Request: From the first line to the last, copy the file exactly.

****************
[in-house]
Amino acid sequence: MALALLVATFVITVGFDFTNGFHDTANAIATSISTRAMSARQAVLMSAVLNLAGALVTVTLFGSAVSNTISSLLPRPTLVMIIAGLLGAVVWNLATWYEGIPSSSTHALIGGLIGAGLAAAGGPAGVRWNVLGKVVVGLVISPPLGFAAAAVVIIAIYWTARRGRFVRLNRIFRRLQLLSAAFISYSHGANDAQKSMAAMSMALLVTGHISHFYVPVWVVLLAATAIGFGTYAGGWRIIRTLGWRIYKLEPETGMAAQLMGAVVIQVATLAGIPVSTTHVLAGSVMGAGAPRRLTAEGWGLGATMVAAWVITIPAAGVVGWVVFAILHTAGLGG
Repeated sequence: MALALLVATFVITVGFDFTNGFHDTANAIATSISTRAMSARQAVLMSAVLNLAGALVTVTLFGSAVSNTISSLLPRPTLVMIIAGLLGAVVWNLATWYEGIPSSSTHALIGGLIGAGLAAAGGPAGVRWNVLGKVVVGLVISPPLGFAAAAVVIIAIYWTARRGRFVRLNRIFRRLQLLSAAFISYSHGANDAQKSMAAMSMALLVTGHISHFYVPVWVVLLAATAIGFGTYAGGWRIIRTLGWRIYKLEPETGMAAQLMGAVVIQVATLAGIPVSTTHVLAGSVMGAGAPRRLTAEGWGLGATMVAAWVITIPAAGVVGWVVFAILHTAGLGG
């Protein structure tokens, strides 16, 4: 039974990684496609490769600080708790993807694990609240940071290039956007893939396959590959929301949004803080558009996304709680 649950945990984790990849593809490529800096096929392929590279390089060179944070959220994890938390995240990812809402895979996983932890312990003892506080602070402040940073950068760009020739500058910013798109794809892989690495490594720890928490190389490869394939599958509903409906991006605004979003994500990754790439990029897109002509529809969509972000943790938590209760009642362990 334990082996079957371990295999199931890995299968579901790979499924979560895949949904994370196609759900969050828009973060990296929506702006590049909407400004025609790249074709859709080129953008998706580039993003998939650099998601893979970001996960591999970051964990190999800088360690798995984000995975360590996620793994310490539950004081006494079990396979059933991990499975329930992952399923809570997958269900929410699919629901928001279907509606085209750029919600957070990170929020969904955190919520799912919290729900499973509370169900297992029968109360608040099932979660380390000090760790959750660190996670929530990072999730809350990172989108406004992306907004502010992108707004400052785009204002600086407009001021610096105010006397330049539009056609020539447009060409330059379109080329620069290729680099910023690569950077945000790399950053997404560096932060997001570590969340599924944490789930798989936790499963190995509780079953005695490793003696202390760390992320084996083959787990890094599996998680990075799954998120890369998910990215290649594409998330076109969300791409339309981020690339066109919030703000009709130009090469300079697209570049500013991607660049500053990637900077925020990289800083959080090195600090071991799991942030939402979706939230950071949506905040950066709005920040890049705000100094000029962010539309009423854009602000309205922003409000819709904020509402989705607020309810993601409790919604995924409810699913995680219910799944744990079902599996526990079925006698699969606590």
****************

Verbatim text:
[in-house]
Amino acid sequence: MALALLVATFVITVGFDFTNGFHDTANAIATSISTRAMSARQAVLMSAVLNLAGALVTVTLFGSAVSNTISSLLPRPTLVMIIAGLLGAVVWNLATWYEGIPSSSTHALIGGLIGAGLAAAGGPAGVRWNVLGKVVVGLVISPPLGFAAAAVVIIAIYWTARRGRFVRLNRIFRRLQLLSAAFISYSHGANDAQKSMAAMSMALLVTGHISHFYVPVWVVLLAATAIGFGTYAGGWRIIRTLGWRIYKLEPETGMAAQLMGAVVIQVATLAGIPVSTTHVLAGSVMGAGAPRRLTAEGWGLGATMVAAWVITIPAAGVVGWVVFAILHTAGLGG
Repeated sequence: MALALLVATFVITVGFDFTNGFHDTANAIATSISTRAMSARQAVLMSAVLNLAGALVTVTLFGSAVSNTISSLLPRPTLVMIIAGLLGAVVWNLATWYEGIPSSSTHALIGGLIGAGLAAAGGPAGVRWNVLGKVVVGLVISPPLGFAAAAVVIIAIYWTARRGRFVRLNRIFRRLQLLSAAFISYSHGANDAQKSMAAMSMALLVTGHISHFYVPVWVVLLAATAIGFGTYAGGWRIIRTLGWRIYKLEPETGMAAQLMGAVVIQVATLAGIPVSTTHVLAGSVMGAGAPRRLTAEGWGLGATMVAAWVITIPAAGVVGWVVFAILHTAGLGG
């Protein structure tokens, strides 16, 4: 039974990684496609490769600080708790993807694990609240940071290039956007893939396959590959929301949004803080558009996304709680 649950945990984790990849593809490529800096096929392929590279390089060179944070959220994890938390995240990812809402895979996983932890312990003892506080602070402040940073950068760009020739500058910013798109794809892989690495490594720890928490190389490869394939599958509903409906991006605004979003994500990754790439990029897109002509529809969509972000943790938590209760009642362990 334990082996079957371990295999199931890995299968579901790979499924979560895949949904994370196609759900969050828009973060990296929506702006590049909407400004025609790249074709859709080129953008998706580039993003998939650099998601893979970001996960591999970051964990190999800088360690798995984000995975360590996620793994310490539950004081006494079990396979059933991990499975329930992952399923809570997958269900929410699919629901928001279907509606085209750029919600957070990170929020969904955190919520799912919290729900499973509370169900297992029968109360608040099932979660380390000090760790959750660190996670929530990072999730809350990172989108406004992306907004502010992108707004400052785009204002600086407009001021610096105010006397330049539009056609020539447009060409330059379109080329620069290729680099910023690569950077945000790399950053997404560096932060997001570590969340599924944490789930798989936790499963190995509780079953005695490793003696202390760390992320084996083959787990890094599996998680990075799954998120890369998910990215290649594409998330076109969300791409339309981020690339066109919030703000009709130009090469300079697209570049500013991607660049500053990637900077925020990289800083959080090195600090071991799991942030939402979706939230950071949506905040950066709005920040890049705000100094000029962010539309009423854009602000309205922003409000819709904020509402989705607020309810993601409790919604995924409810699913995680219910799944744990079902599996526990079925006698699969606590």